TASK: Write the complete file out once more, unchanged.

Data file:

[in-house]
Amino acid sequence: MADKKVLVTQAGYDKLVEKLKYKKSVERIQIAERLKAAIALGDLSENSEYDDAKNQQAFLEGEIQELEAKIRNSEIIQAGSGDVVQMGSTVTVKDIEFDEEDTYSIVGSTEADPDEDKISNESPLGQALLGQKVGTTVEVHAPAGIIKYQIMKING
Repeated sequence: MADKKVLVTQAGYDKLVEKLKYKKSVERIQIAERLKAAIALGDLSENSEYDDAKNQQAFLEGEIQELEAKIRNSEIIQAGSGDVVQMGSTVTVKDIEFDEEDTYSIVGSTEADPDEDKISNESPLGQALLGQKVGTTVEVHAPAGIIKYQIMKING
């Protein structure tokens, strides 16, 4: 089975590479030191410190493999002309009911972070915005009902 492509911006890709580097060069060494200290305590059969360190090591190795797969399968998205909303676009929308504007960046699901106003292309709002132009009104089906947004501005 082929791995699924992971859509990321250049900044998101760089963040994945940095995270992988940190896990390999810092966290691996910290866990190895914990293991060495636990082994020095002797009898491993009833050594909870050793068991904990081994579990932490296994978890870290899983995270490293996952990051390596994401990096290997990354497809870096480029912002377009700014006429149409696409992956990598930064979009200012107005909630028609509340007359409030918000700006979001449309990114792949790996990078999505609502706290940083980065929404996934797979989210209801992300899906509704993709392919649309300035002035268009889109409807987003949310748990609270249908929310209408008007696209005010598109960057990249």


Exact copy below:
[in-house]
Amino acid sequence: MADKKVLVTQAGYDKLVEKLKYKKSVERIQIAERLKAAIALGDLSENSEYDDAKNQQAFLEGEIQELEAKIRNSEIIQAGSGDVVQMGSTVTVKDIEFDEEDTYSIVGSTEADPDEDKISNESPLGQALLGQKVGTTVEVHAPAGIIKYQIMKING
Repeated sequence: MADKKVLVTQAGYDKLVEKLKYKKSVERIQIAERLKAAIALGDLSENSEYDDAKNQQAFLEGEIQELEAKIRNSEIIQAGSGDVVQMGSTVTVKDIEFDEEDTYSIVGSTEADPDEDKISNESPLGQALLGQKVGTTVEVHAPAGIIKYQIMKING
């Protein structure tokens, strides 16, 4: 089975590479030191410190493999002309009911972070915005009902 492509911006890709580097060069060494200290305590059969360190090591190795797969399968998205909303676009929308504007960046699901106003292309709002132009009104089906947004501005 082929791995699924992971859509990321250049900044998101760089963040994945940095995270992988940190896990390999810092966290691996910290866990190895914990293991060495636990082994020095002797009898491993009833050594909870050793068991904990081994579990932490296994978890870290899983995270490293996952990051390596994401990096290997990354497809870096480029912002377009700014006429149409696409992956990598930064979009200012107005909630028609509340007359409030918000700006979001449309990114792949790996990078999505609502706290940083980065929404996934797979989210209801992300899906509704993709392919649309300035002035268009889109409807987003949310748990609270249908929310209408008007696209005010598109960057990249």